CHEERS, MAJOR BARLOW by William Fain
Kirkus Star

CHEERS, MAJOR BARLOW

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KIRKUS REVIEW

In its spoofing of service-public relations, "" is similar to ""Don't Go Near the Water"". In its broad and low humor, preserved from farce by that slight touch of sadness, is, if not of ""No Time for Se"" caliber, at least of that tone. Major Barlow in a genius -- an idiotic genius -- a soldier who has such a grasp of, and worse, a belief in, the labyrinthia ways of standard operational procedures that, for him, the system works. Major Barlow and his public relations entourage (who got their jobs mainly because they knew nothing about them) composed of assorted characters, by sex obsessed, and a few loose-wristed gentlemen, fought the war behind the lines. But their war, in England, was one of rivalry (and revelry) over which P.R. installation, Telough or Boxhill, would handle the combined USAF and RAF releases on aircraft operations. Barlow was the zaniest of the Pentagon-type flotsam whose notion of a major contribution to the war effort was releasing meaningless statements of Idaho boys for their local newspapers. Barlow, a Texas, with an affected stutter, who insisted on having in his office always one more man than he had chairs, always promising to ""do something"" for his men, was their hero, whether they believed him, or like it. Henry Joyce, only half believed him half the time. Finally, to avoid a court-martial, Barlow had himself committed to a sanitarium and then obliged everyone by breaking-down. Points made here have been said before. The book is no less entertaining for that.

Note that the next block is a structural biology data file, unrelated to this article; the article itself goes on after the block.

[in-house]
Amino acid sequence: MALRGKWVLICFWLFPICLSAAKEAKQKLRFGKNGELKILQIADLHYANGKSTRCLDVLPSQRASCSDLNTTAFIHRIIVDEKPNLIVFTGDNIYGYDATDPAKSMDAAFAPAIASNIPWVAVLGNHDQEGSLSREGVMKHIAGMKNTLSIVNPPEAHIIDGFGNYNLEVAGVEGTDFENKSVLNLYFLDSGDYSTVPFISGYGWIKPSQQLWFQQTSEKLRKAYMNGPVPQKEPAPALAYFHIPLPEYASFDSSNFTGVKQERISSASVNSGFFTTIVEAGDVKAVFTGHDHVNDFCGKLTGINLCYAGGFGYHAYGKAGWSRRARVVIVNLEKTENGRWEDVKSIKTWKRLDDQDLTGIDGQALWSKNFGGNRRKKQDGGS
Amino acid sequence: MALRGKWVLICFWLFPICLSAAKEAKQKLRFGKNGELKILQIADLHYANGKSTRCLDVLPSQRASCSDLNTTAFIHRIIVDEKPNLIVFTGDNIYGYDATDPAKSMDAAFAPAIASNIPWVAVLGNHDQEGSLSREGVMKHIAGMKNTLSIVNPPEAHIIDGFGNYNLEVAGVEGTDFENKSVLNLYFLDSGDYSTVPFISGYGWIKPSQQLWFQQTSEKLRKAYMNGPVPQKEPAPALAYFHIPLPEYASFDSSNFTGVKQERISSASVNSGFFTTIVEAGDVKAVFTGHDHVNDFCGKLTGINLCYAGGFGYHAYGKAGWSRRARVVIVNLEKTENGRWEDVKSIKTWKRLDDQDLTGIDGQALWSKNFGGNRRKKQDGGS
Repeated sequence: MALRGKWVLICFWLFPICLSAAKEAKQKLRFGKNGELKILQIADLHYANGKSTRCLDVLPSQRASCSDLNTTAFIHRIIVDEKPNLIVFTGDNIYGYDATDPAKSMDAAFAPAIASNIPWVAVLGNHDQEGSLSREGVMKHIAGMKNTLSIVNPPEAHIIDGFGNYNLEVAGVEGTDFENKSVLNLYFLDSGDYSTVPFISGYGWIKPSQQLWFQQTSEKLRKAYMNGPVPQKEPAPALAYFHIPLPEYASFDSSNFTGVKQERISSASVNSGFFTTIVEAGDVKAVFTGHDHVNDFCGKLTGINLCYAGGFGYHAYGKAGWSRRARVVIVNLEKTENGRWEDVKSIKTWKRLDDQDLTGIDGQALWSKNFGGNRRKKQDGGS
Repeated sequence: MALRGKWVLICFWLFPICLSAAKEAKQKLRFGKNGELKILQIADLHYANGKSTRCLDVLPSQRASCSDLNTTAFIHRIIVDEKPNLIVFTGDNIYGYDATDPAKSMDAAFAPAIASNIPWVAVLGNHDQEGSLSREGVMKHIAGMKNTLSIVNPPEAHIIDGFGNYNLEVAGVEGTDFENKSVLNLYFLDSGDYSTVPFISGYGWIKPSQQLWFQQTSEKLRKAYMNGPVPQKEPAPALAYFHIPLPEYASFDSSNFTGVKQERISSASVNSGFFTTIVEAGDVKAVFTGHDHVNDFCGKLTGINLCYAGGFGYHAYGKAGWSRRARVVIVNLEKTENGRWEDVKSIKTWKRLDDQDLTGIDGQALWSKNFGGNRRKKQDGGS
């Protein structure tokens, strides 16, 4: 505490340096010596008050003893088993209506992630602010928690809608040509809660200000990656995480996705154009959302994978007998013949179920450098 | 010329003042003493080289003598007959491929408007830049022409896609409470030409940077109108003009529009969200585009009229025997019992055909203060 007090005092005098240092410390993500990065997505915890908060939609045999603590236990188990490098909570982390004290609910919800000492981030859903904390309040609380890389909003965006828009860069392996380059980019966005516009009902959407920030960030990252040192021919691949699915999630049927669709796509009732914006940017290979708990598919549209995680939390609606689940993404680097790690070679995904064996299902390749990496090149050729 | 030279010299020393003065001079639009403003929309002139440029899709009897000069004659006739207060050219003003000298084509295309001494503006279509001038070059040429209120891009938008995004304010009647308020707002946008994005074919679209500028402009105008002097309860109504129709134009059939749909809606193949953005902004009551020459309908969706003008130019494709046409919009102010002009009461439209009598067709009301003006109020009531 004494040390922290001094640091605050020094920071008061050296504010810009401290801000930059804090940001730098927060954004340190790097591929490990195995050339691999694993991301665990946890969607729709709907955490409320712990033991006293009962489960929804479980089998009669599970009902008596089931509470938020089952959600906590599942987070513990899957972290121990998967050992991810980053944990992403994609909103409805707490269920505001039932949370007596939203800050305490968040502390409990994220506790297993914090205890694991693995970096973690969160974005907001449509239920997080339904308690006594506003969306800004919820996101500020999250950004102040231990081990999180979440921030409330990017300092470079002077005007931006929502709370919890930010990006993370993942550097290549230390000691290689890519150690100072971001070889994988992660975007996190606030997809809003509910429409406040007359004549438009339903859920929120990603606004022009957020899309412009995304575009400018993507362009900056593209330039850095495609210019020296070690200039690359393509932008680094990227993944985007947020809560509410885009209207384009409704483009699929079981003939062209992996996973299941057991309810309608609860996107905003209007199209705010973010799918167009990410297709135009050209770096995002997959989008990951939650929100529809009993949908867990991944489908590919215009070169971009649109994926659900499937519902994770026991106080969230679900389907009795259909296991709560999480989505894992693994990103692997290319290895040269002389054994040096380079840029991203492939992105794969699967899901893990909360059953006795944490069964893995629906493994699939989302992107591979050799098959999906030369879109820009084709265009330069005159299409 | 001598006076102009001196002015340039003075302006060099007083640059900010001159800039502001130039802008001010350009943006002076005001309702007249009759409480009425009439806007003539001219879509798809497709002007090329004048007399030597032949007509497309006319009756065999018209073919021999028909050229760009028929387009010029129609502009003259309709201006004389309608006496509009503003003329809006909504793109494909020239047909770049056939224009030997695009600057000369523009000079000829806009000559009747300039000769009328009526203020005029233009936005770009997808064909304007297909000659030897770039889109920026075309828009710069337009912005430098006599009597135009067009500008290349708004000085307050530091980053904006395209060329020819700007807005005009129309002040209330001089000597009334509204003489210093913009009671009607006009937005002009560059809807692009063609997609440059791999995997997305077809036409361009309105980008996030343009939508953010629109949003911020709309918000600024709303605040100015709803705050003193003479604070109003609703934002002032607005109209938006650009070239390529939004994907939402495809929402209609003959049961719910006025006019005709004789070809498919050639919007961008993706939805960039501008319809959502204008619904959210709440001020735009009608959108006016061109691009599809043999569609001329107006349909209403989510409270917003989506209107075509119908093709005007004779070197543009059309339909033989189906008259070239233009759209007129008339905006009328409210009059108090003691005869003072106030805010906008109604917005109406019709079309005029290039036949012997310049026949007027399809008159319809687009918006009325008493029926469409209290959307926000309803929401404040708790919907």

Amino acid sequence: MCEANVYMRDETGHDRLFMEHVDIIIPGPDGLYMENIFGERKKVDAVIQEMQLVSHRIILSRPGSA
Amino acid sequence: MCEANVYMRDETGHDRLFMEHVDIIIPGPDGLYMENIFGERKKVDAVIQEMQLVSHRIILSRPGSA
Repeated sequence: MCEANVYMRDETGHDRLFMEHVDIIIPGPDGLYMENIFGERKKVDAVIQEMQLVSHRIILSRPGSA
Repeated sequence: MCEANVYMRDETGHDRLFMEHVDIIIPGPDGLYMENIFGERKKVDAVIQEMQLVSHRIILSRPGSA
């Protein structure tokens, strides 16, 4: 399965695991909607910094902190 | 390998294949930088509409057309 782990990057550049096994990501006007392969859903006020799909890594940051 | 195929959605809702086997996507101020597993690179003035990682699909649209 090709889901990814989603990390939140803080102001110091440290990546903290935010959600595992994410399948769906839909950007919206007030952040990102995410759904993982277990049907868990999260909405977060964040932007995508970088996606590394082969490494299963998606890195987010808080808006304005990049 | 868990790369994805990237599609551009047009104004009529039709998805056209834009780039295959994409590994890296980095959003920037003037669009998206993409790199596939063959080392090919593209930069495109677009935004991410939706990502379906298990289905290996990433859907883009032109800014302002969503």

Pub Date: March 27th, 1958
Publisher: Crown